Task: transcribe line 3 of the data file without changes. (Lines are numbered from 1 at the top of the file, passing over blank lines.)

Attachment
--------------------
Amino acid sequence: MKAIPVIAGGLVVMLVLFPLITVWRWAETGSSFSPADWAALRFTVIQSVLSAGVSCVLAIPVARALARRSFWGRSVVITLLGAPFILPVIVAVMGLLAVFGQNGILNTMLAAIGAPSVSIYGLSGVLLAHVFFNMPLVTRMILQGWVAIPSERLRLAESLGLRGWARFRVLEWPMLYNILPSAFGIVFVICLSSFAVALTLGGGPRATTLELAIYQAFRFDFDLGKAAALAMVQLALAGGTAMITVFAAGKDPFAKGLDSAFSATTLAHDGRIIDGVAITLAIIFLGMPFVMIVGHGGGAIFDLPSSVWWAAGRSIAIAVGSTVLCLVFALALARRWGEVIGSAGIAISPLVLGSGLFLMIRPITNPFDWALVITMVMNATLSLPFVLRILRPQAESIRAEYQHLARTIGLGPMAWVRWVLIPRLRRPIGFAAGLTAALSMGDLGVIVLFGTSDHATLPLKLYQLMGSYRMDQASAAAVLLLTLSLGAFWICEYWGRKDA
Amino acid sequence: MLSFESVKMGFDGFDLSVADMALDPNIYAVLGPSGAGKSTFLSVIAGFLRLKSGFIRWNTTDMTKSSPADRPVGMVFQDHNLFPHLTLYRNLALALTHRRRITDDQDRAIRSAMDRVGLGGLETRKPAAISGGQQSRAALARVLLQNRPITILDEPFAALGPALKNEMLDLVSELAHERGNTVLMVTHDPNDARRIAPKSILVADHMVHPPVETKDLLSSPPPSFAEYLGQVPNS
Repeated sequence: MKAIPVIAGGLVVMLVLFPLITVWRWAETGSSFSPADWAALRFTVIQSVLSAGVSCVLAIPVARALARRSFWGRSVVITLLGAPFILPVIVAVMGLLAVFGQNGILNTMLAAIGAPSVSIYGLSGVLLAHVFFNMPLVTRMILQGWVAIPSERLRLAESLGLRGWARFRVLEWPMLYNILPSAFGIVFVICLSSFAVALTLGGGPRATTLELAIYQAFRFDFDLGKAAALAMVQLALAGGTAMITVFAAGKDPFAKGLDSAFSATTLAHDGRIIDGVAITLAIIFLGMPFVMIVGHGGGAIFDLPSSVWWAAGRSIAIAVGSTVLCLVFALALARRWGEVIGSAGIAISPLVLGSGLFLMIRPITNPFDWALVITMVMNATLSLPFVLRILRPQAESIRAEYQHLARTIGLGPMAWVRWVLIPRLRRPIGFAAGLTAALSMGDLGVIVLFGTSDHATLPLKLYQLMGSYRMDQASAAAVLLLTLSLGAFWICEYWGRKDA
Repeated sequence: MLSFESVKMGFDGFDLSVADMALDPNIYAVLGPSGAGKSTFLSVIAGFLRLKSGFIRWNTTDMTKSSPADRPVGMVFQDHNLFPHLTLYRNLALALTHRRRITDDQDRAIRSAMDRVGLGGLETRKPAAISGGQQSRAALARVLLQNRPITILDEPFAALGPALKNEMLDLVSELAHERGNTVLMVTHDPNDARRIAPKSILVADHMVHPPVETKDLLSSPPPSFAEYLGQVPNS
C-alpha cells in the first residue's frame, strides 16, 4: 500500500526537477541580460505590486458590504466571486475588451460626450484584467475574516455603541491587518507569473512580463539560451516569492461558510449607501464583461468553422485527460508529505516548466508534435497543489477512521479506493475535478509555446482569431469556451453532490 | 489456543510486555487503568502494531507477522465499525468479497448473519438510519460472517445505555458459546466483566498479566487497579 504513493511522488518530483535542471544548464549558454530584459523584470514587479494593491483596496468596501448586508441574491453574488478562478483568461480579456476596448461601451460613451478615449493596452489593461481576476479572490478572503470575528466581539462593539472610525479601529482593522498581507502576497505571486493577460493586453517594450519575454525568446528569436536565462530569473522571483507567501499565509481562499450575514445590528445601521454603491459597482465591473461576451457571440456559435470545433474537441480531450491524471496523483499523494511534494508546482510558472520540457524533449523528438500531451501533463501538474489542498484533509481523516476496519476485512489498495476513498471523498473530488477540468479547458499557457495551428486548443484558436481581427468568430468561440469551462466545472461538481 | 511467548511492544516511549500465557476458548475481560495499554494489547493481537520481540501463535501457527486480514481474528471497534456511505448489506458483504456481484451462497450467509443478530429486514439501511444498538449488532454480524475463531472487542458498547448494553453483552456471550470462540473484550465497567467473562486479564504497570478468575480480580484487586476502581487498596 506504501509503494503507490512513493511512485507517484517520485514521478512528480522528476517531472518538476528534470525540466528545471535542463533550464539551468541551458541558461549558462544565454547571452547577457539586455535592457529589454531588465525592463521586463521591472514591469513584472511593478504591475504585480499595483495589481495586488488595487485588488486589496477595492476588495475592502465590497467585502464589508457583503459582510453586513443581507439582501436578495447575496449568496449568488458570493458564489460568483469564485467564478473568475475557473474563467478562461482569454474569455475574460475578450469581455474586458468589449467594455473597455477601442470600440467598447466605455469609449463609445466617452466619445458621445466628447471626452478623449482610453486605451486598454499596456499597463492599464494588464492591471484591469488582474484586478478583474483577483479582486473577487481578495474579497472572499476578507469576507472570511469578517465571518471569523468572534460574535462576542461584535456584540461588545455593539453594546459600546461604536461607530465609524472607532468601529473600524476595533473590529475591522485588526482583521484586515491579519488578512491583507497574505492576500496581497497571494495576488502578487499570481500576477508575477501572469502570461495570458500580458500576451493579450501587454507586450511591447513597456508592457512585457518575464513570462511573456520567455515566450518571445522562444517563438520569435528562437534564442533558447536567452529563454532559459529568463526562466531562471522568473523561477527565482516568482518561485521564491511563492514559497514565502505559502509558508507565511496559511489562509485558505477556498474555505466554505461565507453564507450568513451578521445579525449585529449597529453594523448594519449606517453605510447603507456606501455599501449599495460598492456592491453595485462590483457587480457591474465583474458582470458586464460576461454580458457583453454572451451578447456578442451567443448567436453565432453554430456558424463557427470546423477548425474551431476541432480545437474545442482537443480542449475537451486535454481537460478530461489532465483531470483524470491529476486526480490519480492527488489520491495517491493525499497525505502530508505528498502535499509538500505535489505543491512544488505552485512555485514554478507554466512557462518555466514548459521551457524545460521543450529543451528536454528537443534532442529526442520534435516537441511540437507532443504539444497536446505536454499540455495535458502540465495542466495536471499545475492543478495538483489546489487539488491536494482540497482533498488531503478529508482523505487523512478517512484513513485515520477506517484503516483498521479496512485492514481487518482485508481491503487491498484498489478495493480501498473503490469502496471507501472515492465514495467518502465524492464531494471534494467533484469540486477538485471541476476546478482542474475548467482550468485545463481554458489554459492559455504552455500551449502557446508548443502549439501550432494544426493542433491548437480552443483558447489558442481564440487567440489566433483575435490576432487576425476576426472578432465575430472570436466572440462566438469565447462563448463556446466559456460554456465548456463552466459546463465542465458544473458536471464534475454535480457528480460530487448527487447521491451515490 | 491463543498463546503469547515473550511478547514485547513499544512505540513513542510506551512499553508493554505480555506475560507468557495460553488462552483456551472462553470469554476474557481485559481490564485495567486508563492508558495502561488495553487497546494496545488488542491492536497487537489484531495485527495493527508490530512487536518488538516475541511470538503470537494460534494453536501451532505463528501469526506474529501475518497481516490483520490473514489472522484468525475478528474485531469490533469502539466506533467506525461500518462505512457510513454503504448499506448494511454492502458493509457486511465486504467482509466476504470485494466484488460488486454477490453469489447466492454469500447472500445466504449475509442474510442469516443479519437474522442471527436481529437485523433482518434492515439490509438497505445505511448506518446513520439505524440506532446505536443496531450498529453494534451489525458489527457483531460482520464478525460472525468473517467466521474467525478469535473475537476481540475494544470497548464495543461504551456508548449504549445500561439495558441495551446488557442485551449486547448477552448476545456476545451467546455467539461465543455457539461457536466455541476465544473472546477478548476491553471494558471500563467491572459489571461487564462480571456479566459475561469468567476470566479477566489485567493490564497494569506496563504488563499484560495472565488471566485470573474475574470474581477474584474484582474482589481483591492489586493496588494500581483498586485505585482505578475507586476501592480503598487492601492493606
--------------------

Repeated sequence: MKAIPVIAGGLVVMLVLFPLITVWRWAETGSSFSPADWAALRFTVIQSVLSAGVSCVLAIPVARALARRSFWGRSVVITLLGAPFILPVIVAVMGLLAVFGQNGILNTMLAAIGAPSVSIYGLSGVLLAHVFFNMPLVTRMILQGWVAIPSERLRLAESLGLRGWARFRVLEWPMLYNILPSAFGIVFVICLSSFAVALTLGGGPRATTLELAIYQAFRFDFDLGKAAALAMVQLALAGGTAMITVFAAGKDPFAKGLDSAFSATTLAHDGRIIDGVAITLAIIFLGMPFVMIVGHGGGAIFDLPSSVWWAAGRSIAIAVGSTVLCLVFALALARRWGEVIGSAGIAISPLVLGSGLFLMIRPITNPFDWALVITMVMNATLSLPFVLRILRPQAESIRAEYQHLARTIGLGPMAWVRWVLIPRLRRPIGFAAGLTAALSMGDLGVIVLFGTSDHATLPLKLYQLMGSYRMDQASAAAVLLLTLSLGAFWICEYWGRKDA